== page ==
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Warm clothing for the winter

We are heading for colder weather and I am continually amazed how little people know about Warm clothing. Some seem to think that the heavier the better, yet the best expedition clothing, worn to the coldest places on earth weighs surprisingly little.

Let's start with an executive summary. Good quality down is about twice as warm as the best synthetic insulation, which is about twice as warm as a good fleece, which is about twice as warm as wool. All approximate and all weight for weight.

Insulation comes from trapping small pockets of air. Evolution has developed goose down (which is different to feathers) to be the very best, this is because geese live in very cold conditions, but their insulation needs to be light weight so that they can still fly.

Despite using down in duvets for centuries it was not until 1940 that Eddie Bauer patented the down jacket, that is now standard wear in most of the world's cold regions.

But not all down is equal. How good it is can be measured by fillpower. This is a number. USA and European fillpower numbers are measured differently, as a result for any given number the European measure is warmer. USA 600 fillpower is where down starts to be good. Only the very best elite garments in the world make it up to 900 fillpower and only one manufacturer (that I know of) has made it up to 1,000 European, which will be about twice as warm for its weight as the USA 600. If a down garment does not tell you what fillpower it is using just don't buy it, they are hiding how bad they are.

Down is very durable, it lasts for ever. But it has an immense problem, it reacts very badly to being wet. Basically it forms clumps and provides no insulation. It is incredibly difficult to dry out and unless you follow special procedures the clumps remain. Many times I have seen people wearing down jackets in the rain that have gone totally flat, doing more harm than good. You can buy down jackets made of waterproof material or wear them under a waterproof. This fails when your own condensation soaks the jacket. So down is really only practical when worn in sub zero conditions.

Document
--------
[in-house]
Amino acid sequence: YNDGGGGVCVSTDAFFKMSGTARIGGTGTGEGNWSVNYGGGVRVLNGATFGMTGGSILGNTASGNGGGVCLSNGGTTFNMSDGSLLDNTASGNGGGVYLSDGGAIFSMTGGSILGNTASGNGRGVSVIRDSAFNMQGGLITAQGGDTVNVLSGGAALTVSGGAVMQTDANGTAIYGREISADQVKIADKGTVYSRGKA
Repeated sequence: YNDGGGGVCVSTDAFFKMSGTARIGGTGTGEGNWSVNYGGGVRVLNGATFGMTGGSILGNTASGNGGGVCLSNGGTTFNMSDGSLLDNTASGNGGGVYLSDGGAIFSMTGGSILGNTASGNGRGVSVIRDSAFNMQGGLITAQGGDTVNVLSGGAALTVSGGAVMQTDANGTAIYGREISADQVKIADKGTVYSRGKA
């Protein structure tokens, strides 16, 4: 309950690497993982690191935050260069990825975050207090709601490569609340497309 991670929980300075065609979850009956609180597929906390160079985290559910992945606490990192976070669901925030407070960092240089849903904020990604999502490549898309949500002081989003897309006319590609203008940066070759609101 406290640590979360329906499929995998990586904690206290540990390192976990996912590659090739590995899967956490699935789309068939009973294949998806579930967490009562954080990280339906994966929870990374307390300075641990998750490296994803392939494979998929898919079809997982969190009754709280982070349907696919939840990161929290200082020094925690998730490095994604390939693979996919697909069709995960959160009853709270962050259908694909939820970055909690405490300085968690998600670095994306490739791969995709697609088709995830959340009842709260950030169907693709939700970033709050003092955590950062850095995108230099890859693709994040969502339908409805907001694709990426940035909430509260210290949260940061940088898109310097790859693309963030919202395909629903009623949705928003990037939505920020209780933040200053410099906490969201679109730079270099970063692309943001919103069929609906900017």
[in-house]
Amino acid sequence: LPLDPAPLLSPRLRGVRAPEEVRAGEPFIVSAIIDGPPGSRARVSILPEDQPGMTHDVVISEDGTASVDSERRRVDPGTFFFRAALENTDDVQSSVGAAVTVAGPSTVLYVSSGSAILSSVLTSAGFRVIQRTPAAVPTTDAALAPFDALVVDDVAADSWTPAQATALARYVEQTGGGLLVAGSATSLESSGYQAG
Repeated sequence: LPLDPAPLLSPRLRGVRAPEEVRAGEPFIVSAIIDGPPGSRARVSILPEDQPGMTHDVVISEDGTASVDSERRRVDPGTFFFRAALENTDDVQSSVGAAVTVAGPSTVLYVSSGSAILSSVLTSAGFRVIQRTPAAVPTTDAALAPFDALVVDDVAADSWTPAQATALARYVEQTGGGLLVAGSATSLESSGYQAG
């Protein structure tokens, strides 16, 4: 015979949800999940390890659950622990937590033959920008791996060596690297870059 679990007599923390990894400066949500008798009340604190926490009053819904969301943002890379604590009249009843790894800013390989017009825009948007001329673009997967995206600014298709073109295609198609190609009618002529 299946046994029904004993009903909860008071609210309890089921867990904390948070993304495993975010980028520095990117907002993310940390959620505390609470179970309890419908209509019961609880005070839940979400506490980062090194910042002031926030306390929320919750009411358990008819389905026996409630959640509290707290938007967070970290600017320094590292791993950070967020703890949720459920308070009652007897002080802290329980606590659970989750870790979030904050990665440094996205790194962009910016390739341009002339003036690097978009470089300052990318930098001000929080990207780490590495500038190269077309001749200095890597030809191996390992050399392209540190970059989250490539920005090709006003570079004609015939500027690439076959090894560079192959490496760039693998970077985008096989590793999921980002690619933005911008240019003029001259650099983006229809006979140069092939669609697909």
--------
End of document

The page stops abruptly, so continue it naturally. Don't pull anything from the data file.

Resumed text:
The USA military have to be prepared to deploy large numbers of people to live and fight outdoors in the world's worst weather, so insulation is important to them. But the shortcomings of down make it largely impractical. In typical American fashion they threw money at the problem, in scientific research. This resulted in Primaloft, which still provides good insulation when wet and which dries out very quickly. However it has a problem in losing its loft, and therefore its insulation, over time. A regularly worn 2 year old jacket will be noticeably less warm than a new one. Never put Primaloft clothing in stuff sacs. Now there have been developed many competitors to Primaloft but it is well worth researching what you are buying as some synthetic insulation is pretty useless.

Both down and synthetic insulation have to be built into a series of pockets in order to make a garment. Sew through quilting is the lightest and cheapest way to do this. Box quilting is more expensive but appreciably warmer as there are no cold patches. Synthetic insulation can be woven together in such a way that it requires only the minimum of quilting.

This brings us to fleece, this was pioneered by Polertec and has been much copied. There is an immense difference between cheap high street fleeces and the real thing, even within Polartec there are several products of different qualities. The main problem fleeces have is that the wind goes straight through them, so they are best worn under another layer. Fleece worn as an outer layer isn't doing much good. Some fleeces have membranes in them, so at least the inner half is working when they are worn as an outer layer. Avoid these, it is a half baked concept and you will only suffer condensation.

You can buy jackets, one piece suits, socks, gloves and hats using all the different forms of insulation. I really like gilets as they look after core temperature without impairing movement and they layer well.

So now we come to brands. The best outdoor clothing brands are not high street names. My favourite are Patgonia, Arcterix and Haglofs. For down clothing very good brands are Marmot, Rab and Mountain Equipment. You can buy all of these in total confidence. However if you want the very best warmth to weight ratio then you can only go to PHD (Peter Hutchinson Designs), as used in countless expeditions to the world's most hostile places. Hand made to measure yet surprisingly affordable, because there is no middleman, you buy direct. Their huge range includes garments that are comfortable for sustained use down to -55C. And if you want to go colder than that you can just add an extra layer!

This post first appeared on Bruce Everiss, please read the originial post: here

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Warm clothing for the winter


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